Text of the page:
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5 links on a Friday #4

Here are 5 more links from various directions:

Reading-related motion sickness explained:
Reading Makes You Carsick Because Your Brain Thinks It’s Being Poisoned.
I found out long ago how to avoid this problem: I put on headphones and played music while I read and somehow that enabled me to not get car-sick. These days I don't seem to get motion sickness while reading, even without headphone and music. 

On the unexpected benefits of reading romances:
Scholarly Lessons I’ve Learned From Trashy Romance Novels
Yup, been there. I know all sorts of strange and unusual words from reading romances, including a number of colourful cant and slang terms gleaned from the meticulously researched historical novels of Georgette Heyer (which are decidedly not trashy). 

A review that made me want to read the book: 
Putting literature in its place. 

Book recommendations: 
I have read 17 of the novels on the list. Here are some of my own recommendations and reviews of epistolatory novels. 

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Reading report for January 2014

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How to make a simple origami bookmark

Here are some instructions on how to make a simple origami (paper folding) bookmark:

Take a square of paper. It can be patterned origami paper, gift paper or even office paper, just as long as it’s easy to fold. The square should not be much bigger than 10 cm/4 inches across, unless you intend to use the mark for a big book. The images show what the paper should look like after you follow each step of the instructions. The two sides of the paper are shown in different colours to make things easier, and the edges and fold lines are shown as black lines.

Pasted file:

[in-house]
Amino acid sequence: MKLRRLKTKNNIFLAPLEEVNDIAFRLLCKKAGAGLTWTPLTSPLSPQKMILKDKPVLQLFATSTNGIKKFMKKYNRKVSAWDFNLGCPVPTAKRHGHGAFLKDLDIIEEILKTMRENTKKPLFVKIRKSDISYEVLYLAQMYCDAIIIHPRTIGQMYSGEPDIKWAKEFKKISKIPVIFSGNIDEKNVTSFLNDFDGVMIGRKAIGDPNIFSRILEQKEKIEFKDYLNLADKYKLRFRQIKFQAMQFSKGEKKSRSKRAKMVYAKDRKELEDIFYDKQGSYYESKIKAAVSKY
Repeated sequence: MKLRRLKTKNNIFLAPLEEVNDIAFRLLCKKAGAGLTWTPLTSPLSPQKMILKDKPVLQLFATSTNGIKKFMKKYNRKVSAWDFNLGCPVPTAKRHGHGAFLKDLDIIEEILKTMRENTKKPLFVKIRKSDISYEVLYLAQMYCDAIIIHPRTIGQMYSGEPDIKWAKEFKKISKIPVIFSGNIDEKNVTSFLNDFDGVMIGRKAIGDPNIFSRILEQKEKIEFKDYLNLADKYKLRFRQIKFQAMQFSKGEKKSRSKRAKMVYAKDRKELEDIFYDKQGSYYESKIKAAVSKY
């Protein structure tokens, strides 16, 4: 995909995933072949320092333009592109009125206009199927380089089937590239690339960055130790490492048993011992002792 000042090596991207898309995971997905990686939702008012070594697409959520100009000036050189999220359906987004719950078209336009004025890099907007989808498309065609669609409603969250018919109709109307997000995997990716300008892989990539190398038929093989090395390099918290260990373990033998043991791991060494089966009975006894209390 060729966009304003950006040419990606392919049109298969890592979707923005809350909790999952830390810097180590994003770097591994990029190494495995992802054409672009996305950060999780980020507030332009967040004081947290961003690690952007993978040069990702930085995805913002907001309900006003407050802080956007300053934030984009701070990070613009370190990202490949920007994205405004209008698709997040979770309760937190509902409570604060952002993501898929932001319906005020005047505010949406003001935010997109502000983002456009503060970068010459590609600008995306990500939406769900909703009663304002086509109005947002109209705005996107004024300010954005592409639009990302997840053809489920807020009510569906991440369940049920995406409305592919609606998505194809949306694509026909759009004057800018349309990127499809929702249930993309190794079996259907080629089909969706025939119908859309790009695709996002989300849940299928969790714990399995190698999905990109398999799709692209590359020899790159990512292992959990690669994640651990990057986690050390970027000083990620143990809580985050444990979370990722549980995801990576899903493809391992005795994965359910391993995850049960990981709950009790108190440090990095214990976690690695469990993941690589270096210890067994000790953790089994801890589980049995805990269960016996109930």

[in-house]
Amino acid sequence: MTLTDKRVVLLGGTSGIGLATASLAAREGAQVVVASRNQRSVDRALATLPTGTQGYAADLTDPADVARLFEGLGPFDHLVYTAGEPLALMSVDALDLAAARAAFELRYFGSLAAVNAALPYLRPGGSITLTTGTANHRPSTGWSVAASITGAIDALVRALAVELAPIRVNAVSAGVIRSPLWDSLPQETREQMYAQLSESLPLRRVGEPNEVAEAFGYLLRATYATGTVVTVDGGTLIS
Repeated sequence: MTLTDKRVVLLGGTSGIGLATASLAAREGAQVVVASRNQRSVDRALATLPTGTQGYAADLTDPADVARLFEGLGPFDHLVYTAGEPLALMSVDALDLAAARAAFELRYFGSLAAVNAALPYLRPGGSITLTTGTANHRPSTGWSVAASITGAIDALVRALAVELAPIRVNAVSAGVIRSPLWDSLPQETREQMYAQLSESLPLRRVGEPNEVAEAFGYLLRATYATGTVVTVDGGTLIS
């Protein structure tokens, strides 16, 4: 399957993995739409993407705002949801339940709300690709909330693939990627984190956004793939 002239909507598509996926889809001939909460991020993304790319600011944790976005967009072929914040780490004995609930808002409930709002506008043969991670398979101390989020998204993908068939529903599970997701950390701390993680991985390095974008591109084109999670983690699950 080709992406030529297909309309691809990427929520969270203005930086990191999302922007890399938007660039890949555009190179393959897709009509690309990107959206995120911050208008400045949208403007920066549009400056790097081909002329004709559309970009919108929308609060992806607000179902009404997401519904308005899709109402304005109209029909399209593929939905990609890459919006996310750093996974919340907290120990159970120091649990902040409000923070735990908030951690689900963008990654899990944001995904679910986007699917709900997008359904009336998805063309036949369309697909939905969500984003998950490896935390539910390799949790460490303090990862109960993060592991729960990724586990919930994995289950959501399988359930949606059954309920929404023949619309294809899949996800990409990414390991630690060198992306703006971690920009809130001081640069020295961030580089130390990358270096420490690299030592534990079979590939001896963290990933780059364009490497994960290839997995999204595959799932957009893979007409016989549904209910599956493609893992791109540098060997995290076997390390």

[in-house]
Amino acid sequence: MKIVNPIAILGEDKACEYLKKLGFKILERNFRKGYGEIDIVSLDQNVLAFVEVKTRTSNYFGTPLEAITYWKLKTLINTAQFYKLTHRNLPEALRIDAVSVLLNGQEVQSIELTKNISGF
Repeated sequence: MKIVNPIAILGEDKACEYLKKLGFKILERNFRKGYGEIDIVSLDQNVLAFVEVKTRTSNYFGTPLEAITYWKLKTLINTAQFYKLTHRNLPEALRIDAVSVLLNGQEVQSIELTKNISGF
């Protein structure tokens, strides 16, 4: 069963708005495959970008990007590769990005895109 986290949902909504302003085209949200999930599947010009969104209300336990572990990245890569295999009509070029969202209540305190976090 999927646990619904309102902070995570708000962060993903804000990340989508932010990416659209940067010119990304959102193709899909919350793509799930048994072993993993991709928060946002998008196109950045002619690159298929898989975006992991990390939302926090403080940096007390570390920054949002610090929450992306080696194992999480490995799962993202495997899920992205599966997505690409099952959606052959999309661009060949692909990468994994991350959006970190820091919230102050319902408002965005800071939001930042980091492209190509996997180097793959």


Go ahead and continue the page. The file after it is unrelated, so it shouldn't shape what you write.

Fold the paper in half diagonally (corner to corner), and then unfold. Repeat with the other two corners. This is to find the middle and to make the rest of the folding easier. If the paper is thick or stiff it can help to reverse the folds.



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Fold the square diagonally in two. You…

Stiff – The curious lives of human cadavers

Originally published in November and December 2004, in 4 parts. Book 42 in my first 52 books challenge.

Author: Mary Roach
Year published: 2003
Pages: 303
Genre: Popular science, biology
Where got: amazon.co.uk

Mom, Dad, what happens after we die?

This is a classic question most parents dread having to answer. While this book doesn’t answer the philosophical/theological part of the question – what happens to the soul? - it does claim to contain answers to the biological part, namely: what happens to the body?



Reading progress for Stiff:
Stiff is proving to be an interesting read. Roach writes in a matter-of-fact journalistic style that makes the subject seem less grim than it really is, but she does on occasion become a bit too flippant about it, I guess in an attempt to distance herself. Although she uses humour to ease the grimness, the jokes – which, by the way, are never about the dead, only the living, especially Roach herself – often fall flat. Perhaps it’s just me, but this is a serio…